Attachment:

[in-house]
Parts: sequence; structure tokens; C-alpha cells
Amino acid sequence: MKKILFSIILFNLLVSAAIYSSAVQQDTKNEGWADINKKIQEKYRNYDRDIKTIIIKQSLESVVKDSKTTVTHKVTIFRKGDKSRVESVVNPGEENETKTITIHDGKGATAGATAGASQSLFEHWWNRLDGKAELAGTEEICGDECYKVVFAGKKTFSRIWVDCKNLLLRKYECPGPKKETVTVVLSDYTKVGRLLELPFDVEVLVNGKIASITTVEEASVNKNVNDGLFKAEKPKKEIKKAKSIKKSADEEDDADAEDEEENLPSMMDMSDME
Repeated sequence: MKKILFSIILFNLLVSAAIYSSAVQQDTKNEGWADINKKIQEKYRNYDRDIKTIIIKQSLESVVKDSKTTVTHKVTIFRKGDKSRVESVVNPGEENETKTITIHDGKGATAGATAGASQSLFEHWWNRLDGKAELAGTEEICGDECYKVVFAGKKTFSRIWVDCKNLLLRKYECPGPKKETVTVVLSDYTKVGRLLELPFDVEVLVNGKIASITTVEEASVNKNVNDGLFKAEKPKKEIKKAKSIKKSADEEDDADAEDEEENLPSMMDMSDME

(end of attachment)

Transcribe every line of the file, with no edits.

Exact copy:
[in-house]
Parts: sequence; structure tokens; C-alpha cells
Amino acid sequence: MKKILFSIILFNLLVSAAIYSSAVQQDTKNEGWADINKKIQEKYRNYDRDIKTIIIKQSLESVVKDSKTTVTHKVTIFRKGDKSRVESVVNPGEENETKTITIHDGKGATAGATAGASQSLFEHWWNRLDGKAELAGTEEICGDECYKVVFAGKKTFSRIWVDCKNLLLRKYECPGPKKETVTVVLSDYTKVGRLLELPFDVEVLVNGKIASITTVEEASVNKNVNDGLFKAEKPKKEIKKAKSIKKSADEEDDADAEDEEENLPSMMDMSDME
Repeated sequence: MKKILFSIILFNLLVSAAIYSSAVQQDTKNEGWADINKKIQEKYRNYDRDIKTIIIKQSLESVVKDSKTTVTHKVTIFRKGDKSRVESVVNPGEENETKTITIHDGKGATAGATAGASQSLFEHWWNRLDGKAELAGTEEICGDECYKVVFAGKKTFSRIWVDCKNLLLRKYECPGPKKETVTVVLSDYTKVGRLLELPFDVEVLVNGKIASITTVEEASVNKNVNDGLFKAEKPKKEIKKAKSIKKSADEEDDADAEDEEENLPSMMDMSDME